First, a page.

WASHINGTON – The transgender community is applauding the U.S. State Department’s new passport guidelines regarding gender changes.
The new policy, which goes into effect today, allows applicants to change his or her gender on the passport by presenting certification from a physician that the applicant has undergone appropriate clinical treatment for gender transition, and can obtain a limited-validity passport if the physician indicates that the applicant is in the process of gender transition.
Previously, applicants had to present a physician certification that he or she had completed gender reassignment surgery.
The new rules are more consistent with passport gender-change procedures in other nations, as well as policies regarding other identity documents, such as driver’s licenses and birth certificates, in a number of states.
“Today’s policy change will allow many more transgender Americans to obtain an important identity document that accurately reflects their true identity and to travel with less fear of discrimination and harassment,” said Joe Solmonese, president of the Human Rights Campaign (HRC). “We thank the State Department for taking this important step and congratulate the many organizations that have pushed for this historic change in policy.”
HRC included revising the passport gender change policy as part of its Blueprint for Positive Change, a series of policy recommendations to the Obama administration. In addition, fellow members of the Council for Global Equality, particularly the National Center for Transgender Equality (NCTE) and the National Gay and Lesbian Task Force, have lobbied the State Department to institute this important change.
The NTCE called the decision a significant advance in providing safe, humane and dignified treatment of transgender people.
"We want to extend our thanks to the Obama Administration, and particularly to Secretary of State Hilary Clinton, for understanding the need for this change and then responding to make travel safer for transgender people," said Mara Keisling, executive director of NCTE. "This shows how changes in government policy directly impact people's lives, in this case, for the better."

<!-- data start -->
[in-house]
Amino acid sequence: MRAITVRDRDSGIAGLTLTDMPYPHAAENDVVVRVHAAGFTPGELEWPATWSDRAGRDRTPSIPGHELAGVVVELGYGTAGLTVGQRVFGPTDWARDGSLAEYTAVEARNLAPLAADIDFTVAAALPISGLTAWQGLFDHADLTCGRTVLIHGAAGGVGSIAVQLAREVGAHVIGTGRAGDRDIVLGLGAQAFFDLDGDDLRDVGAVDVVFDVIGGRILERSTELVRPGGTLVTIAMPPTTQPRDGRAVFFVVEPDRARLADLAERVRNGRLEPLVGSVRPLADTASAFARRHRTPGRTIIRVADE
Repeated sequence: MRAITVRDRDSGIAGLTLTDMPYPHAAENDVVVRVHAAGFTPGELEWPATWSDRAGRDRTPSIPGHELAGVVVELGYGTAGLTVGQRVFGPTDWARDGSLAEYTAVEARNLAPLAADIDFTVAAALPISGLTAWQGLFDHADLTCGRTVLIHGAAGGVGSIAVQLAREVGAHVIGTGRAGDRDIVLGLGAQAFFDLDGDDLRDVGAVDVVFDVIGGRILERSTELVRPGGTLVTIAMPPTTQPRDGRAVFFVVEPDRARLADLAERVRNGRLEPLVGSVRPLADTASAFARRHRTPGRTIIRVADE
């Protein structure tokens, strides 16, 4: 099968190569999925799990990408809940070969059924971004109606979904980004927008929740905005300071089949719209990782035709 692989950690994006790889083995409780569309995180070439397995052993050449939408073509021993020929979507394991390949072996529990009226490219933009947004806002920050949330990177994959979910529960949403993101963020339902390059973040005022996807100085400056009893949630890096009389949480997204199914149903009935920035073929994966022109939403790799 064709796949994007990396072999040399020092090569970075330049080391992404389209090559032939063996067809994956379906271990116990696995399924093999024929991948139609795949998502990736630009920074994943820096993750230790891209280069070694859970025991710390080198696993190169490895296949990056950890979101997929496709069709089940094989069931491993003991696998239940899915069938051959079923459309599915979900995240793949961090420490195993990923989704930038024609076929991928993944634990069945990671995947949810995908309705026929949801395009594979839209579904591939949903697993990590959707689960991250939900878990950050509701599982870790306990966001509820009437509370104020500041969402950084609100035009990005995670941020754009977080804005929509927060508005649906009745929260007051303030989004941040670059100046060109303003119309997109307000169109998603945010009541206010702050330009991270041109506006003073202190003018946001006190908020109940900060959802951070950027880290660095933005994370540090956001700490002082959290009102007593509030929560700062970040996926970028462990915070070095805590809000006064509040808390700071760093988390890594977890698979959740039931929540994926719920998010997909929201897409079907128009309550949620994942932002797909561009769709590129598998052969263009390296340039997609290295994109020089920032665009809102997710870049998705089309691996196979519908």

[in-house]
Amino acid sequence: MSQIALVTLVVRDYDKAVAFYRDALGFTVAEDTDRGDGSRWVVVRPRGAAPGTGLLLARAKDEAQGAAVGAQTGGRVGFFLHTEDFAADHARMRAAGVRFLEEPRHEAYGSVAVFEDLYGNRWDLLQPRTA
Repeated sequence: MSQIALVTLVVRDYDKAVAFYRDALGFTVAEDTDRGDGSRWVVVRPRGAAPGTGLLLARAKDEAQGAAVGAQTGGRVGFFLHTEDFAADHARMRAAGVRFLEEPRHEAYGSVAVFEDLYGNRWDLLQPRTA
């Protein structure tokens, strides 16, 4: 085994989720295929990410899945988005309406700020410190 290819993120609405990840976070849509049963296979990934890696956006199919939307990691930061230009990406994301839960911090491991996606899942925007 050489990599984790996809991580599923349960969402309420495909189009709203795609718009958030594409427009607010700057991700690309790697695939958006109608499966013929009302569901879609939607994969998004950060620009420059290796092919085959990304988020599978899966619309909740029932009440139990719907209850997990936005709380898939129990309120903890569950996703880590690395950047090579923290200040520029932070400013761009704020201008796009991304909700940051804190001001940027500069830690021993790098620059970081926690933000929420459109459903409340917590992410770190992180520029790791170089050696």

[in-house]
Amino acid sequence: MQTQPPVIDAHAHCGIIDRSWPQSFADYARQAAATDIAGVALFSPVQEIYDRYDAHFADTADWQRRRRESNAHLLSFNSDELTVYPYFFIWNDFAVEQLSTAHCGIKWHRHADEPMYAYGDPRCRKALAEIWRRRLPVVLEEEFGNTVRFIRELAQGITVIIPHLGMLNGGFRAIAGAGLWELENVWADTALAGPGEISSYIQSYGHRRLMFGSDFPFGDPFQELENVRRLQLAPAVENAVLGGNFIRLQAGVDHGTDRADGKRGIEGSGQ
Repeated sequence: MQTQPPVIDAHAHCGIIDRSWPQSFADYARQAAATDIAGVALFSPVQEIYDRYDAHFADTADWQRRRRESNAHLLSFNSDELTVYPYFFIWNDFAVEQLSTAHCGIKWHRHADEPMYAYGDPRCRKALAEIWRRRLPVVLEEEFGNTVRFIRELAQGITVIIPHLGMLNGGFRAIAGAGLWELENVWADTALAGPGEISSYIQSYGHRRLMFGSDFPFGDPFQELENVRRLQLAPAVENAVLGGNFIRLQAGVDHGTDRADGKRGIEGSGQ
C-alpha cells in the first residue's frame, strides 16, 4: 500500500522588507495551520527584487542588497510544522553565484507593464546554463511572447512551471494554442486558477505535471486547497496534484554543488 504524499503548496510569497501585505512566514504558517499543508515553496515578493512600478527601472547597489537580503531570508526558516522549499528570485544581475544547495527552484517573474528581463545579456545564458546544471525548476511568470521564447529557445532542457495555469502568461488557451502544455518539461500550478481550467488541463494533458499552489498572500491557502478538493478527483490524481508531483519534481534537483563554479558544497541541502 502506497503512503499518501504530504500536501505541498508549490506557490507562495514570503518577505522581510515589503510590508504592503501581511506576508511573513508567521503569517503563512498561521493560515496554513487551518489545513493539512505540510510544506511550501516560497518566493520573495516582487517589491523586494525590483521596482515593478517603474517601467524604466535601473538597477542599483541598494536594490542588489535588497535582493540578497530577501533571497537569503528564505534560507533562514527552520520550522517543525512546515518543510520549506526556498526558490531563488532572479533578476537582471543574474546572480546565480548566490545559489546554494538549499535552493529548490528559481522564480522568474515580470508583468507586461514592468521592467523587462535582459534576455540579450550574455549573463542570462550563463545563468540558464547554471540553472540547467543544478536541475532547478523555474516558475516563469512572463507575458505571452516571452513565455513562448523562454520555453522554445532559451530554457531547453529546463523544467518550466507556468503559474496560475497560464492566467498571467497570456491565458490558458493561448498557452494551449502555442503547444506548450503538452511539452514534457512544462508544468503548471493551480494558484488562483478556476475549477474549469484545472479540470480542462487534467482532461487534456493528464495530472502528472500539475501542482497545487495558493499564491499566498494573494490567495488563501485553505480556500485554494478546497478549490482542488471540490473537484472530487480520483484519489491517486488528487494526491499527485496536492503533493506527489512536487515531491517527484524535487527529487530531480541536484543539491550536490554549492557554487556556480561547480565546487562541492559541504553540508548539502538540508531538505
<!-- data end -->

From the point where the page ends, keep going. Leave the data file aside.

For years, NCTE has been advocating with the State Department to change their rules about gender markers on passports and Consular Report of Birth Abroad (CRBA), the equivalent of a birth certificate for U.S. citizens born outside the United States. Previously the State Department had required proof of irreversible sex reassignment surgery before the gender marker could be changed, although there were exceptions for temporary, provisional passports to allow someone to travel for surgery.
NCTE and other advocates have stressed with the State Department that this policy unnecessarily called attention to transgender travelers whose appearance and gender marker were at odds. In some destinations, this had the potential to create an extremely dangerous situation when a traveler is outed as transgender in an unwelcoming environment or in the presence of prejudiced security personnel.
In the next few days, NCTE will be issuing a definitive resource that fully explains the new guidelines and outlines the ways in which transgender people can make changes to their passports and CRBAs.
Many people -- from elected officials to LGBT advocates -- have worked for years to change these policies and deserve credit and thanks. Particularly important work was done by Rep. Barney Frank and Rep. Steve Israel in the House of Representatives; Gays and Lesbians in Foreign Affairs Agencies, which represents LGBT employees and their families working in foreign affairs offices for the U.S. government; all of our allied LGBT organizations who have been committed to this work, including the Center for Global Equality, The Task Force, the National Center for Lesbian Rights, Lambda Legal and the Human Rights Campaign; and those working on medical policies, including the American Medical Association and the World Professional Association for Transgender Health.
Rea Carey, executive director of the National Gay and Lesbian Task Force, also hailed the policy change.
“By issuing this policy change, the State Department has recognized that transgender people need to be able to travel and live with identity documents that accurately reflect who they are," she said. "The old policy regularly put transgender people at increased risk for harassment and violence. This update will go a long way to rectify this problem. We thank the State Department for taking this important step, and all the organizations that worked together to advocate for this change.”